"This is in addition to the $2.8–billion assistance that China has extended to Sri Lanka since the outbreak of the pandemic," Qi Zhenhong said, AFP reported.

India has also stepped in to aid its neighbour.

The State Bank of India and the Government of Sri Lanka came to an agreement last week when Finance Minister Basil Rajapaksa visited New Delhi.

India agreed to extend a $1 billion credit facility to the government of Sri Lanka, which will ensure that it can procure food, medicines and other essential commodities for the people.

"Neighborhood first. India stands with Sri Lanka. US$ 1 billion credit line signed for supply of essential commodities. Key element of the package of support extended by India," External Affairs Minister S Jaishankar tweeted.

Sri Lanka is finally seeking aid from the IMF. Basil Rajapaksa will visit Washington next month to discuss bringing about a resolution to the crisis.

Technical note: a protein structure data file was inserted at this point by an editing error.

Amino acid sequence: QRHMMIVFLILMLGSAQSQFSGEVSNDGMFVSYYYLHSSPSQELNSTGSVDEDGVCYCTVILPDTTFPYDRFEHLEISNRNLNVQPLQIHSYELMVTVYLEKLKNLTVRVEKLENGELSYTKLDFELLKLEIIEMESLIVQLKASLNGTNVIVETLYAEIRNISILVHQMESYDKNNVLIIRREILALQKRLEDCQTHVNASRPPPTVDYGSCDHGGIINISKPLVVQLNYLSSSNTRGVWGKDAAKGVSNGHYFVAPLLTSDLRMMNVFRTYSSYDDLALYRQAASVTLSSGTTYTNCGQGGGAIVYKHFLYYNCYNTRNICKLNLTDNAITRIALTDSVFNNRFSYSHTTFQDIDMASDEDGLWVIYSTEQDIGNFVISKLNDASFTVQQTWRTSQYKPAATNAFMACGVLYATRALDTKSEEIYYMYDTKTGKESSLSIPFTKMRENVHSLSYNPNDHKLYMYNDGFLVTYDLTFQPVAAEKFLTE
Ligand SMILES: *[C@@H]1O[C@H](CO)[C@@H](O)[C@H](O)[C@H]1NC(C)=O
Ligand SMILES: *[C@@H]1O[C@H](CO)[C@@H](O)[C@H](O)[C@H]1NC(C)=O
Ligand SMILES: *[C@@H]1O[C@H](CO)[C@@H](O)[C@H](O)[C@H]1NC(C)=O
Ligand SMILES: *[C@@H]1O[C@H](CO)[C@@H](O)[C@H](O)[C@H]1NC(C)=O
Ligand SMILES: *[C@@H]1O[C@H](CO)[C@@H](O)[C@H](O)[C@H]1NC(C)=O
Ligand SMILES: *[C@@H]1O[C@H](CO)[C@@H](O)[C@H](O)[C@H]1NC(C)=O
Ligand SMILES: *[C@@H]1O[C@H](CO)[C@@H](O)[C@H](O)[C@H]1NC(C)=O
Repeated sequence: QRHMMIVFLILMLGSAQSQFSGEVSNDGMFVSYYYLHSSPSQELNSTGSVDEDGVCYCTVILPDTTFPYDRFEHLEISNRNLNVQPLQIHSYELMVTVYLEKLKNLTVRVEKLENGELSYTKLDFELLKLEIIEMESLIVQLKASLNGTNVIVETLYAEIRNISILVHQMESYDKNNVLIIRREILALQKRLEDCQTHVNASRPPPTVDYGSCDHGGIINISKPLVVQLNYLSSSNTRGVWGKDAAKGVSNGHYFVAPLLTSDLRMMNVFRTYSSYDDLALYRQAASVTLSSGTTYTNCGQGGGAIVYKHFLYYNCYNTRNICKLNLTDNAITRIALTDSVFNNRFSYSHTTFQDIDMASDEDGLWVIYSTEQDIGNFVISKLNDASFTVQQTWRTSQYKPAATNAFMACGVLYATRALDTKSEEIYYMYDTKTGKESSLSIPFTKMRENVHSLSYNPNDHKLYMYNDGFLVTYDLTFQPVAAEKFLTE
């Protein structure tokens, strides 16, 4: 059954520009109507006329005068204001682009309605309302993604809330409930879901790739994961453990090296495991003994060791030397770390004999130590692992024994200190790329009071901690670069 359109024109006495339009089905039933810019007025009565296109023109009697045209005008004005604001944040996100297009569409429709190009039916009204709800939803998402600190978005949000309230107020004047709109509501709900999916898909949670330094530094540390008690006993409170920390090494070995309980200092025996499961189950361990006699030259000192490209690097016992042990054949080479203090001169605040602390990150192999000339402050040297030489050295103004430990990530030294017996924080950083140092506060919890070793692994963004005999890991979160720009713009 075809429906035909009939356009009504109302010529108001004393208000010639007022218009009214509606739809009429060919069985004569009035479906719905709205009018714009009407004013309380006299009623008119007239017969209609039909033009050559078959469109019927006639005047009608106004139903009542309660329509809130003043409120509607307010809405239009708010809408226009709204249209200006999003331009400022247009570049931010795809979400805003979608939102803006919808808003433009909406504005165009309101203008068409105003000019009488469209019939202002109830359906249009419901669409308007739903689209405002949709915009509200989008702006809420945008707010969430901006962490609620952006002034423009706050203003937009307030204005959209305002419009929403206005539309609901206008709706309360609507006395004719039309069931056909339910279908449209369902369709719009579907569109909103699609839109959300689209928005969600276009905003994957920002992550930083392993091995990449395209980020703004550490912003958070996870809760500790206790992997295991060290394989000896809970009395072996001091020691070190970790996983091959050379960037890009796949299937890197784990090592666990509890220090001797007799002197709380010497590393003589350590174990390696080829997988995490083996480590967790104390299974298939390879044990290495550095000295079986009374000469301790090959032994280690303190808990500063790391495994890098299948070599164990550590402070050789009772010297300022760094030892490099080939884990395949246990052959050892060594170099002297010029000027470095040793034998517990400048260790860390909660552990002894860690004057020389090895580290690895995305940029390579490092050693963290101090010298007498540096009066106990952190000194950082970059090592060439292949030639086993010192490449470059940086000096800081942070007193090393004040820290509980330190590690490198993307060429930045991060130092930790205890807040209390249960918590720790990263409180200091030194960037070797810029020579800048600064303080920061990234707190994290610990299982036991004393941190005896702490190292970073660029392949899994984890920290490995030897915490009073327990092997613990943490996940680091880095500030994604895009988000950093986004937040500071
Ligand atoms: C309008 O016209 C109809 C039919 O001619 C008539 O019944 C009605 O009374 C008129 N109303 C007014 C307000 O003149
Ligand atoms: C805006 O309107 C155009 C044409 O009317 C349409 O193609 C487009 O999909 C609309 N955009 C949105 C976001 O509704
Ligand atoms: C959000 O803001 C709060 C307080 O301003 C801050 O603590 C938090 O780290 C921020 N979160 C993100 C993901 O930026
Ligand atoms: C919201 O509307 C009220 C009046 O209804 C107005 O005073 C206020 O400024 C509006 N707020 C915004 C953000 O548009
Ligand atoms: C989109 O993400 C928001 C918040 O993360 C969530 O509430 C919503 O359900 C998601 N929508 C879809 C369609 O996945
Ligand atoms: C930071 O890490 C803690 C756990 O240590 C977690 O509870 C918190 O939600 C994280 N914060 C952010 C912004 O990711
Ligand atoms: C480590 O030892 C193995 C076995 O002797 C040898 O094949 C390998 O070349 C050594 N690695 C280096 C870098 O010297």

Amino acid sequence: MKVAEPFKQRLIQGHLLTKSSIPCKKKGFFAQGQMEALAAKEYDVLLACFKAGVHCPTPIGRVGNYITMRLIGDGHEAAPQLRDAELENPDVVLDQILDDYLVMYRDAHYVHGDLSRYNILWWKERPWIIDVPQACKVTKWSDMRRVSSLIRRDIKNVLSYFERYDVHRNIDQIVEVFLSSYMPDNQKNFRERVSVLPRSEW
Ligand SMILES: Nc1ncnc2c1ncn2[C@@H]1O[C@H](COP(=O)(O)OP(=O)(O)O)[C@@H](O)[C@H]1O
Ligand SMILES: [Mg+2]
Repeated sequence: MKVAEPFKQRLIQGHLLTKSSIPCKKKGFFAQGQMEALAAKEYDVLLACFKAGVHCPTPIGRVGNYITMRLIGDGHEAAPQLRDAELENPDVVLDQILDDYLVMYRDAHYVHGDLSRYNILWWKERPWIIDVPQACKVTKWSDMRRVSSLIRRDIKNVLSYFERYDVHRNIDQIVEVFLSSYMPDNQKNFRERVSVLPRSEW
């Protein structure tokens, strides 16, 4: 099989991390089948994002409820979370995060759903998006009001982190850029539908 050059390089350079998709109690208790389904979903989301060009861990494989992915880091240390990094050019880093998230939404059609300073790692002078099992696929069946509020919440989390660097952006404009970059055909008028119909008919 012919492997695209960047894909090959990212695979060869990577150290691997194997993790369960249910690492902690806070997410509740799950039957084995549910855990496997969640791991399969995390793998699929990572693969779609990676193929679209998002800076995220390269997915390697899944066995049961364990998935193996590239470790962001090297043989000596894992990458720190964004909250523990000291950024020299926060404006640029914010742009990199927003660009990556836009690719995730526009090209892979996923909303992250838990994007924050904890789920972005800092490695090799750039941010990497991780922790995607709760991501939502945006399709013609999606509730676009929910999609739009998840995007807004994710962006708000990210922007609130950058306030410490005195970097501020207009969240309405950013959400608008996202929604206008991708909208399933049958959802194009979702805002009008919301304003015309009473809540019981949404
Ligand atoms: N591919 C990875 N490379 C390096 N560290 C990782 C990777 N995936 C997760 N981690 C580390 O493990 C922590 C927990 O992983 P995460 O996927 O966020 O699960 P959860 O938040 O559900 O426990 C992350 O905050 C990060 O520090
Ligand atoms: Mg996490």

President Gotabaya Rajapaksa stated that he had given a green light for an IMF programme to aid Colombo.

IMF spokesman Gerry Rice said last week that it will "discuss with the authorities how best we can assist Sri Lanka going forward, including during the Minister of Finance’s visit in Washington in April," as reported by Reuters.

(With inputs from AFP and Reuters.)

(At The Quint, we are answerable only to our audience. Play an active role in shaping our journalism by becoming a member. Because the truth is worth it.)

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Published: 
Edited By :Tejas Harad